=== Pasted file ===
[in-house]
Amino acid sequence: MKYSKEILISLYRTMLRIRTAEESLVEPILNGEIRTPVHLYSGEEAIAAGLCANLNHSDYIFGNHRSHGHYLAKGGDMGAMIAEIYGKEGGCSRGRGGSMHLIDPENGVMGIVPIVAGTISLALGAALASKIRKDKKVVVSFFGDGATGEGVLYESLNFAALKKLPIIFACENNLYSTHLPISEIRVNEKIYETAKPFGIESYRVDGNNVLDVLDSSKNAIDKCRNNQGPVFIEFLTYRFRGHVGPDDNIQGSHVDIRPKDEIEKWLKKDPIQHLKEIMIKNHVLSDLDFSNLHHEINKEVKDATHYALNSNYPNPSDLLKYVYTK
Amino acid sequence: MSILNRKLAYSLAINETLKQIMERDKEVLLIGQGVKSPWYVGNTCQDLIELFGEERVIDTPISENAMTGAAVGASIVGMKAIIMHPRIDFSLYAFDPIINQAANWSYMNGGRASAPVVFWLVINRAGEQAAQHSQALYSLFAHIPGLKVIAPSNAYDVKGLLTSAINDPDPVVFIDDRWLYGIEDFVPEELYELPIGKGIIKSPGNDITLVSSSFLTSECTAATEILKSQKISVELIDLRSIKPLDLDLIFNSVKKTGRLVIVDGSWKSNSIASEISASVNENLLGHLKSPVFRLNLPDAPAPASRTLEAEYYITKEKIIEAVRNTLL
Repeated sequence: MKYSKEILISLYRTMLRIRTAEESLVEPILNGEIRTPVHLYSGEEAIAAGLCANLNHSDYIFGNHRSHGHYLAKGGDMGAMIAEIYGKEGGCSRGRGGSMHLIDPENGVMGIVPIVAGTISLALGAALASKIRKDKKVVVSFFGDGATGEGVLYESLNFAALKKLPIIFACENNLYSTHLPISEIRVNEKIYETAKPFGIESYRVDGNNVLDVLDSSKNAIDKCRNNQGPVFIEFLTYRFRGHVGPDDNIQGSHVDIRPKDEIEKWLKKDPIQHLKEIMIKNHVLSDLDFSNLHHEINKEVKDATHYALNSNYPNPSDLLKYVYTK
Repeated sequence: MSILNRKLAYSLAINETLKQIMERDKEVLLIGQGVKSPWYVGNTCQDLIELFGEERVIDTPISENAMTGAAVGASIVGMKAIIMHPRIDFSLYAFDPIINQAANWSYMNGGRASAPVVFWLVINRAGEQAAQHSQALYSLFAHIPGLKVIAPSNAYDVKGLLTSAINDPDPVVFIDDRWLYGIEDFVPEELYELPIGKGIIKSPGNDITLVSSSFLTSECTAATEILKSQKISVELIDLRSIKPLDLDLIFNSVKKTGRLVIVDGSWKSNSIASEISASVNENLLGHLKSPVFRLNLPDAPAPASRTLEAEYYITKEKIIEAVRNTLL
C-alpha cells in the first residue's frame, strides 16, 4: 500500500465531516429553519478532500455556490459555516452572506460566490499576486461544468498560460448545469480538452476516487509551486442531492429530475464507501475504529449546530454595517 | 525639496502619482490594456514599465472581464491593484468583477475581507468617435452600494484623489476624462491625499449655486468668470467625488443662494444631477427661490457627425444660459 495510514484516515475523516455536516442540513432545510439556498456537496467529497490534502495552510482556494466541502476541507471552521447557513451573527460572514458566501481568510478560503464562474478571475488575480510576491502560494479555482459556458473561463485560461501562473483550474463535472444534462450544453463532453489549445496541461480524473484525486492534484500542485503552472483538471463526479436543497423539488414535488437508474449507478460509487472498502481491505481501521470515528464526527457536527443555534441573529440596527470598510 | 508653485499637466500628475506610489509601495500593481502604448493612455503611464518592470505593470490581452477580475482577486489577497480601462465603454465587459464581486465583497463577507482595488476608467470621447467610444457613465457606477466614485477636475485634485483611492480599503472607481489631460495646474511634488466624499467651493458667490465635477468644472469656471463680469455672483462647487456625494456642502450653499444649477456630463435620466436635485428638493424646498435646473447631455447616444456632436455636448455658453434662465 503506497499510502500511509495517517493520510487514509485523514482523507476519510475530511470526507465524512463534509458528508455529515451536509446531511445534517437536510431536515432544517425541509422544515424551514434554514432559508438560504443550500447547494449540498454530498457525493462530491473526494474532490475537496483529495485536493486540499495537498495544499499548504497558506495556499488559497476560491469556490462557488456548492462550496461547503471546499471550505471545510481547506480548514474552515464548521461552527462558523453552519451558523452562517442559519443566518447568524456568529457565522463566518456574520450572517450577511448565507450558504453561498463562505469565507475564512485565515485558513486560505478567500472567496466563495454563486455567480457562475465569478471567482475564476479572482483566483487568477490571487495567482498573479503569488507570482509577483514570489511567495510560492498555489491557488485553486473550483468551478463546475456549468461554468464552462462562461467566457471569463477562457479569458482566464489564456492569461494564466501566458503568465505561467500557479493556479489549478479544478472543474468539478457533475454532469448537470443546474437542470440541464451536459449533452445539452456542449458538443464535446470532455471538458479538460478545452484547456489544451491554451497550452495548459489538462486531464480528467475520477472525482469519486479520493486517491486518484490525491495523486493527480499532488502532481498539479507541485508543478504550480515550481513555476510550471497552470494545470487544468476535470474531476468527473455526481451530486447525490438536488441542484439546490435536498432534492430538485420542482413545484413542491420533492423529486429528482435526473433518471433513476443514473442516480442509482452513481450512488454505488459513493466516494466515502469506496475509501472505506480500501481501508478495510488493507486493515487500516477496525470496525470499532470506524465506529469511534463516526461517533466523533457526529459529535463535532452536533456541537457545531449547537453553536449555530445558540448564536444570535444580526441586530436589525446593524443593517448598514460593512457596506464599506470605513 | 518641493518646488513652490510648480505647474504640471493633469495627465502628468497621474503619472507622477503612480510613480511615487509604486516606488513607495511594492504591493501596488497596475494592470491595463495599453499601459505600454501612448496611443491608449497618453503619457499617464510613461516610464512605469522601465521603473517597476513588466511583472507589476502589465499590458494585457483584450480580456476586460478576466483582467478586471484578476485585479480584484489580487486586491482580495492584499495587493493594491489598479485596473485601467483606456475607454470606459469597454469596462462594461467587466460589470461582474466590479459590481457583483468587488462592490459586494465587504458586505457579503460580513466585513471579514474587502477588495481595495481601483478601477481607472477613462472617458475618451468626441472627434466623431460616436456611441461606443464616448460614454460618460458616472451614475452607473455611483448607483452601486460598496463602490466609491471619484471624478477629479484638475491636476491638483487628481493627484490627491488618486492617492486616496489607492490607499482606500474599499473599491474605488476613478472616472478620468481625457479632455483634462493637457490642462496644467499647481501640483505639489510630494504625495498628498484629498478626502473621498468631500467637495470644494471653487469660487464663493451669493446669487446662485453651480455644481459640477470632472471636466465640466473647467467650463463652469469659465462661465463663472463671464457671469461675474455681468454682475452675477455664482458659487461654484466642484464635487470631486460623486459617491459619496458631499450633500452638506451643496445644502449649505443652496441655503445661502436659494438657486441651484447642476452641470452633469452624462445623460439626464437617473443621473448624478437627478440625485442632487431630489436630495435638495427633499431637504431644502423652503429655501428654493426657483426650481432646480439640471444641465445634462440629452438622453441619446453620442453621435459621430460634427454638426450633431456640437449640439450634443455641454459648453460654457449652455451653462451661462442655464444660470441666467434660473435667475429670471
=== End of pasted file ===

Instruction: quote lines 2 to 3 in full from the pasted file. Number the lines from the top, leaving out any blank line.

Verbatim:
Amino acid sequence: MKYSKEILISLYRTMLRIRTAEESLVEPILNGEIRTPVHLYSGEEAIAAGLCANLNHSDYIFGNHRSHGHYLAKGGDMGAMIAEIYGKEGGCSRGRGGSMHLIDPENGVMGIVPIVAGTISLALGAALASKIRKDKKVVVSFFGDGATGEGVLYESLNFAALKKLPIIFACENNLYSTHLPISEIRVNEKIYETAKPFGIESYRVDGNNVLDVLDSSKNAIDKCRNNQGPVFIEFLTYRFRGHVGPDDNIQGSHVDIRPKDEIEKWLKKDPIQHLKEIMIKNHVLSDLDFSNLHHEINKEVKDATHYALNSNYPNPSDLLKYVYTK
Amino acid sequence: MSILNRKLAYSLAINETLKQIMERDKEVLLIGQGVKSPWYVGNTCQDLIELFGEERVIDTPISENAMTGAAVGASIVGMKAIIMHPRIDFSLYAFDPIINQAANWSYMNGGRASAPVVFWLVINRAGEQAAQHSQALYSLFAHIPGLKVIAPSNAYDVKGLLTSAINDPDPVVFIDDRWLYGIEDFVPEELYELPIGKGIIKSPGNDITLVSSSFLTSECTAATEILKSQKISVELIDLRSIKPLDLDLIFNSVKKTGRLVIVDGSWKSNSIASEISASVNENLLGHLKSPVFRLNLPDAPAPASRTLEAEYYITKEKIIEAVRNTLL